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The Roar



Inefficient, injured and inept... How on earth did the Wallabies end up here?

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Roar Guru
21st September, 2023
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Australia is on the verge of missing out on the quarter finals of the Rugby World Cup for the very first time in the competition’s history. How a nation that has won the World Cup twice and been a finalist twice can have fallen so badly?

And why are hasty decisions are now backfiring and costing Rugby Australia so much shame?

There is no doubt Eddie Jones is a great coach, but, why appoint him 9 months out from the World Cup to rebuild a team that has been preparing for the past 3 years under Dave Rennie? This is pure madness.

Yes, Rennie’s record was not that great but at the same time, there were some encouraging results that were ignored or pushed under the carpet (two close defeats to the top two teams in the world during November), and the polished performance against New Zealand where the result was overturned by the referee’s pedantic interpretation of the laws.

Since then, what have we seen? The Eddie Jones bragging show – we are going to win in South Africa, the Bledisloe Cup is ours and the NZ economy will nose-dive, we are genuine contenders for the World Cup… Except that the results have not been there, and the selection policy has been pure nonsense.

The Wallabies react after losing to Fiji at the Rugby World Cup. (Photo by Catherine Ivill/Getty Images)

You do not embark on a World Cup adventure without key experienced players and that was clearly visible against Fiji. How can you give the conduct of the game to Carter Gordon who is an unproved player at that level? The poor guy needs more time to learn and should have been the understudy of Quade Cooper or Bernard Foley.


What happened to talented players like Andrew Kellaway who has not played a single minute in this World Cup? And what about the balance of the back row, totally dominated at the breakdown by Fiji?

Australia was always able to produce outstanding backrowers like George Smith, Phil Waugh, David Pocock, Michael Hooper… No-one is taking up the mantle in this team and we start realising that leaving Michael Hooper behind may not have been such a good idea when the team is under pressure.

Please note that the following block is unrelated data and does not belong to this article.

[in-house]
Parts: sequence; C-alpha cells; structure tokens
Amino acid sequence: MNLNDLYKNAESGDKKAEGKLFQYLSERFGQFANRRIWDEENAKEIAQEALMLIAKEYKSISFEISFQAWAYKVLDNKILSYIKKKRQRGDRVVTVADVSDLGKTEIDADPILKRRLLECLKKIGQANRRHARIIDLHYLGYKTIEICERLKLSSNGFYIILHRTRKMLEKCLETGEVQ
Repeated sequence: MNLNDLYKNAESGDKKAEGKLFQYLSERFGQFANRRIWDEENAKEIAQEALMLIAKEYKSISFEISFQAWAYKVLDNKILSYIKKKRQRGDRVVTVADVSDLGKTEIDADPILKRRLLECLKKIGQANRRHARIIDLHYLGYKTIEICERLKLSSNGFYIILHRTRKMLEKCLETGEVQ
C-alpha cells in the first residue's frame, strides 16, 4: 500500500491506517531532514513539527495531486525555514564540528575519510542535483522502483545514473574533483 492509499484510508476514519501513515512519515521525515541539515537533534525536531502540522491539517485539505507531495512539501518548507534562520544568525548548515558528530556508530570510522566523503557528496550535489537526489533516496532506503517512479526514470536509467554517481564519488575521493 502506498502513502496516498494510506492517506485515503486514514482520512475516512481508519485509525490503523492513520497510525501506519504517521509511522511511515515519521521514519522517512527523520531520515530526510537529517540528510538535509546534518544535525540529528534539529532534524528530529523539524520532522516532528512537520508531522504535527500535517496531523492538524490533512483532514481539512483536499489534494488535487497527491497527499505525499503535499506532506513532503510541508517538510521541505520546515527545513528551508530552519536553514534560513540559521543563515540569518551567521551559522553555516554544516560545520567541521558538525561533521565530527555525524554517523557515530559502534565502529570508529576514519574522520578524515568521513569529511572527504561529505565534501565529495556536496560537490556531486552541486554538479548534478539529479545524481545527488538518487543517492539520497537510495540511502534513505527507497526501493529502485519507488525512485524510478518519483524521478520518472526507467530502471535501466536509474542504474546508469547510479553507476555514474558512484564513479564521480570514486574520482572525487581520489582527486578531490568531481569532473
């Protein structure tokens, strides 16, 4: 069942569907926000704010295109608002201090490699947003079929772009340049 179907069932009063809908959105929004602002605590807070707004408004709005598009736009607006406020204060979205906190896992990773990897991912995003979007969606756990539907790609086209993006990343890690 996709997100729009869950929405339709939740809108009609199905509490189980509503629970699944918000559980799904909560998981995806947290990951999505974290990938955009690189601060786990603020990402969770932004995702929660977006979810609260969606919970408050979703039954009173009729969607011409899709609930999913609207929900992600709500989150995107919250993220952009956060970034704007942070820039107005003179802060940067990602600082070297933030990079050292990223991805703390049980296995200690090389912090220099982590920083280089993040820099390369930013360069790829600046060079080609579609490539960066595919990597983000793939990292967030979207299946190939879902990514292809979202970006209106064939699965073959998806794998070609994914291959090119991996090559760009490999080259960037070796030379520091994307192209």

What about the coaching staff? A rabble of inexperienced ex-rugby league players who do not understand the game of union, especially the breakdown phase. A defence coach who has never coached at that level. The forward coaches are inept as we can see from the performance of the front 5 and the domination of the Fijian scrum.

The inefficiency of the maul is flagrant. Eddie Jones has surrounded himself with people who will not question or threaten him but who do not appear to have the necessary credentials to coach a top national team. Talented coaches like Dan McKellar quickly got the message and left for Leicester. Laurie Fisher was pushed out and criticised for raising concerns.

Of even more concern is the number of injuries.

Allan Alaalatoa. (Photo by Morgan Hancock/Getty Images)


Rugby is a contact sport and we can expect injuries during games. But soft tissue injuries during training sessions? That is unacceptable when those athletes should be at the peak of their performance.

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That raises the question around the competency of our conditioners and fitness experts – why do we “break” so many players during training session? Why do we have so many Australian players with a ruptured Achilles? Quade Cooper, Taniela Tupou, Rob Leota, Allan Alaalatoa in a 1 year period. That should raise questions, especially when we compare to other nations. The Top 14, with its large number of games, does not break that many Achilles. In fact, no French international is out due to a ruptured Achilles.

Jones should have been appointed post World Cup to build a new team. You do not build a new team for an impending World Cup, especially when you get rid of key experienced players before the tournament and cap untested players at that level. This is nonsense and pure madness. You cannot win a World Cup like that.

Hopefully, this generation will not be traumatised by a likely early exit of the World Cup and will be able to grow to face the British and Irish Lions and successfully represent Australia in 2027.